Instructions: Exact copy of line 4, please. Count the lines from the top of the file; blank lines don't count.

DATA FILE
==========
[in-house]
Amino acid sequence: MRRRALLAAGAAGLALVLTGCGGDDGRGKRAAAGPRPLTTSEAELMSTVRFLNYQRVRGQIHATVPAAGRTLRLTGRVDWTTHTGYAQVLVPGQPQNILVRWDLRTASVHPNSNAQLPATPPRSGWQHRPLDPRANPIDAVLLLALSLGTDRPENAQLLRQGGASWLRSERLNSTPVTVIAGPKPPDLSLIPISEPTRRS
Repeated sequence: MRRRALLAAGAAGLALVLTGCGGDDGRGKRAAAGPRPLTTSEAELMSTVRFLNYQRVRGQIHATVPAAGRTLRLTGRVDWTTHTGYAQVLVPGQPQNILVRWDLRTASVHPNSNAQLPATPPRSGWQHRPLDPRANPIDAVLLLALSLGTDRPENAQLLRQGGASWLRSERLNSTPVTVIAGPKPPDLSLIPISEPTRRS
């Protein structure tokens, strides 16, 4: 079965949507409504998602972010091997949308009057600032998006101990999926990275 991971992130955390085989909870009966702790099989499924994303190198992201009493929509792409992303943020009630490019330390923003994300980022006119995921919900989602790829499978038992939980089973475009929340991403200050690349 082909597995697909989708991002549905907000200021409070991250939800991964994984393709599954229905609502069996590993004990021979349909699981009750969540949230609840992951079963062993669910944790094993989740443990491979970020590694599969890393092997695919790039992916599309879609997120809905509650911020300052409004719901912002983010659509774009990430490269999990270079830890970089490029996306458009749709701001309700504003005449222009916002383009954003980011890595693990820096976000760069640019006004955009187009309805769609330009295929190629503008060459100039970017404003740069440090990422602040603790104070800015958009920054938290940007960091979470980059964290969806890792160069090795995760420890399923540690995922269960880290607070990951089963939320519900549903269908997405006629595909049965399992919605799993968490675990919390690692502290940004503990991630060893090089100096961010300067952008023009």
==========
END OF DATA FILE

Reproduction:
């Protein structure tokens, strides 16, 4: 079965949507409504998602972010091997949308009057600032998006101990999926990275 991971992130955390085989909870009966702790099989499924994303190198992201009493929509792409992303943020009630490019330390923003994300980022006119995921919900989602790829499978038992939980089973475009929340991403200050690349 082909597995697909989708991002549905907000200021409070991250939800991964994984393709599954229905609502069996590993004990021979349909699981009750969540949230609840992951079963062993669910944790094993989740443990491979970020590694599969890393092997695919790039992916599309879609997120809905509650911020300052409004719901912002983010659509774009990430490269999990270079830890970089490029996306458009749709701001309700504003005449222009916002383009954003980011890595693990820096976000760069640019006004955009187009309805769609330009295929190629503008060459100039970017404003740069440090990422602040603790104070800015958009920054938290940007960091979470980059964290969806890792160069090795995760420890399923540690995922269960880290607070990951089963939320519900549903269908997405006629595909049965399992919605799993968490675990919390690692502290940004503990991630060893090089100096961010300067952008023009």